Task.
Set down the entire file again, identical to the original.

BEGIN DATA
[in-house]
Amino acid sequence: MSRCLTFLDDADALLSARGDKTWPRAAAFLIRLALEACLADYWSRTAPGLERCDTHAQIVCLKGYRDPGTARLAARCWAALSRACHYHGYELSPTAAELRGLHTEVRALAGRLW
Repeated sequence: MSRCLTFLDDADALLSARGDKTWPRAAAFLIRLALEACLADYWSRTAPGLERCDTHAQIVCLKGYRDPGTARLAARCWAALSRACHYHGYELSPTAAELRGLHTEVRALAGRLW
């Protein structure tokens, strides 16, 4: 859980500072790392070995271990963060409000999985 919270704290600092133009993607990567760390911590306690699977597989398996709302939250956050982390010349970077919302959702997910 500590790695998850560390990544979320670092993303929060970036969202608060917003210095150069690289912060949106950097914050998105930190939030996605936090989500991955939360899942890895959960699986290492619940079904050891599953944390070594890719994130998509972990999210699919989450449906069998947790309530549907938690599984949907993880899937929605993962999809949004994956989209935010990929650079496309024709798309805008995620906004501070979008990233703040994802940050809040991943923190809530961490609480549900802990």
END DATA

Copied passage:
[in-house]
Amino acid sequence: MSRCLTFLDDADALLSARGDKTWPRAAAFLIRLALEACLADYWSRTAPGLERCDTHAQIVCLKGYRDPGTARLAARCWAALSRACHYHGYELSPTAAELRGLHTEVRALAGRLW
Repeated sequence: MSRCLTFLDDADALLSARGDKTWPRAAAFLIRLALEACLADYWSRTAPGLERCDTHAQIVCLKGYRDPGTARLAARCWAALSRACHYHGYELSPTAAELRGLHTEVRALAGRLW
């Protein structure tokens, strides 16, 4: 859980500072790392070995271990963060409000999985 919270704290600092133009993607990567760390911590306690699977597989398996709302939250956050982390010349970077919302959702997910 500590790695998850560390990544979320670092993303929060970036969202608060917003210095150069690289912060949106950097914050998105930190939030996605936090989500991955939360899942890895959960699986290492619940079904050891599953944390070594890719994130998509972990999210699919989450449906069998947790309530549907938690599984949907993880899937929605993962999809949004994956989209935010990929650079496309024709798309805008995620906004501070979008990233703040994802940050809040991943923190809530961490609480549900802990």